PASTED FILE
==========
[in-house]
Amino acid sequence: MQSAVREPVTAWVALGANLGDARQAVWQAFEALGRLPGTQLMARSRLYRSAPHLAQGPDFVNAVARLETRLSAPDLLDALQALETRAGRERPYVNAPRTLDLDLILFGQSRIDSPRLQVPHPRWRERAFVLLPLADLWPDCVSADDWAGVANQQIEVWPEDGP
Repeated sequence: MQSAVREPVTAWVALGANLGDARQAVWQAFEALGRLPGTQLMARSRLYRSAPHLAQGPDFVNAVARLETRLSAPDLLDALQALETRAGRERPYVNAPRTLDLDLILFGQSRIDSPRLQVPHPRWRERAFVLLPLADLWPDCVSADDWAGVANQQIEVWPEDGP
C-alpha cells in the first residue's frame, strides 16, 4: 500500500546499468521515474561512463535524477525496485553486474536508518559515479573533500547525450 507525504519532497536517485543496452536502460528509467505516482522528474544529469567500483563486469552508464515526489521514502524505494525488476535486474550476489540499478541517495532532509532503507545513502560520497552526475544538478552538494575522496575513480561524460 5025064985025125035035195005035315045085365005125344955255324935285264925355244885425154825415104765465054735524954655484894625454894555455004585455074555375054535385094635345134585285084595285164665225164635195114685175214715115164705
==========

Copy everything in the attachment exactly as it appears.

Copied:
[in-house]
Amino acid sequence: MQSAVREPVTAWVALGANLGDARQAVWQAFEALGRLPGTQLMARSRLYRSAPHLAQGPDFVNAVARLETRLSAPDLLDALQALETRAGRERPYVNAPRTLDLDLILFGQSRIDSPRLQVPHPRWRERAFVLLPLADLWPDCVSADDWAGVANQQIEVWPEDGP
Repeated sequence: MQSAVREPVTAWVALGANLGDARQAVWQAFEALGRLPGTQLMARSRLYRSAPHLAQGPDFVNAVARLETRLSAPDLLDALQALETRAGRERPYVNAPRTLDLDLILFGQSRIDSPRLQVPHPRWRERAFVLLPLADLWPDCVSADDWAGVANQQIEVWPEDGP
C-alpha cells in the first residue's frame, strides 16, 4: 500500500546499468521515474561512463535524477525496485553486474536508518559515479573533500547525450 507525504519532497536517485543496452536502460528509467505516482522528474544529469567500483563486469552508464515526489521514502524505494525488476535486474550476489540499478541517495532532509532503507545513502560520497552526475544538478552538494575522496575513480561524460 5025064985025125035035195005035315045085365005125344955255324935285264925355244885425154825415104765465054735524954655484894625454894555455004585455074555375054535385094635345134585285084595285164665225164635195114685175214715115164705